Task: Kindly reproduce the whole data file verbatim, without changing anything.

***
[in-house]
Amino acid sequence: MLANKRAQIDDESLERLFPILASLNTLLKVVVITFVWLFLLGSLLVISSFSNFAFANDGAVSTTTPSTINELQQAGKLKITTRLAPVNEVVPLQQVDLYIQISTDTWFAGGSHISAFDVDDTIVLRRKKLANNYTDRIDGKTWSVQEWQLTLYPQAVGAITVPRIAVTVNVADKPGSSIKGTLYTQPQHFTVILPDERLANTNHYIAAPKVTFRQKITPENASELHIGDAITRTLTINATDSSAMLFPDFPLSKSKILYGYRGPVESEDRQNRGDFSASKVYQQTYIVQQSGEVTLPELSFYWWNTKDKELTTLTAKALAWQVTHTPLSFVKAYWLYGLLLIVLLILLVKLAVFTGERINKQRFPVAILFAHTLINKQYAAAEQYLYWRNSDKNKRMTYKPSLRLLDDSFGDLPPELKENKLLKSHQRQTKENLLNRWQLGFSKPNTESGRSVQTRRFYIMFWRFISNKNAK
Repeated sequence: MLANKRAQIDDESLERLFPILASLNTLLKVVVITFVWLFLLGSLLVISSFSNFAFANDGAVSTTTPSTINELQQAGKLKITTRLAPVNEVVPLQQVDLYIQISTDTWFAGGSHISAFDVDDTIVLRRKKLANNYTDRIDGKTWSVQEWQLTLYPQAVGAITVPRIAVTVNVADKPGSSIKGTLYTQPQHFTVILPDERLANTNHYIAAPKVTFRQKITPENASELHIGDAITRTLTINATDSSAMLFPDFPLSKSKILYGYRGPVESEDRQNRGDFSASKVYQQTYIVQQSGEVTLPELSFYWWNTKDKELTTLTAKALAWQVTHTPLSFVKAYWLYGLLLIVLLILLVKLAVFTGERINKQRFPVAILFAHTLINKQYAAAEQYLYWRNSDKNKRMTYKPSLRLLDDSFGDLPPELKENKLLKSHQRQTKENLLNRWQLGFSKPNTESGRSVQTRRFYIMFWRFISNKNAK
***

[in-house]
Amino acid sequence: MLANKRAQIDDESLERLFPILASLNTLLKVVVITFVWLFLLGSLLVISSFSNFAFANDGAVSTTTPSTINELQQAGKLKITTRLAPVNEVVPLQQVDLYIQISTDTWFAGGSHISAFDVDDTIVLRRKKLANNYTDRIDGKTWSVQEWQLTLYPQAVGAITVPRIAVTVNVADKPGSSIKGTLYTQPQHFTVILPDERLANTNHYIAAPKVTFRQKITPENASELHIGDAITRTLTINATDSSAMLFPDFPLSKSKILYGYRGPVESEDRQNRGDFSASKVYQQTYIVQQSGEVTLPELSFYWWNTKDKELTTLTAKALAWQVTHTPLSFVKAYWLYGLLLIVLLILLVKLAVFTGERINKQRFPVAILFAHTLINKQYAAAEQYLYWRNSDKNKRMTYKPSLRLLDDSFGDLPPELKENKLLKSHQRQTKENLLNRWQLGFSKPNTESGRSVQTRRFYIMFWRFISNKNAK
Repeated sequence: MLANKRAQIDDESLERLFPILASLNTLLKVVVITFVWLFLLGSLLVISSFSNFAFANDGAVSTTTPSTINELQQAGKLKITTRLAPVNEVVPLQQVDLYIQISTDTWFAGGSHISAFDVDDTIVLRRKKLANNYTDRIDGKTWSVQEWQLTLYPQAVGAITVPRIAVTVNVADKPGSSIKGTLYTQPQHFTVILPDERLANTNHYIAAPKVTFRQKITPENASELHIGDAITRTLTINATDSSAMLFPDFPLSKSKILYGYRGPVESEDRQNRGDFSASKVYQQTYIVQQSGEVTLPELSFYWWNTKDKELTTLTAKALAWQVTHTPLSFVKAYWLYGLLLIVLLILLVKLAVFTGERINKQRFPVAILFAHTLINKQYAAAEQYLYWRNSDKNKRMTYKPSLRLLDDSFGDLPPELKENKLLKSHQRQTKENLLNRWQLGFSKPNTESGRSVQTRRFYIMFWRFISNKNAK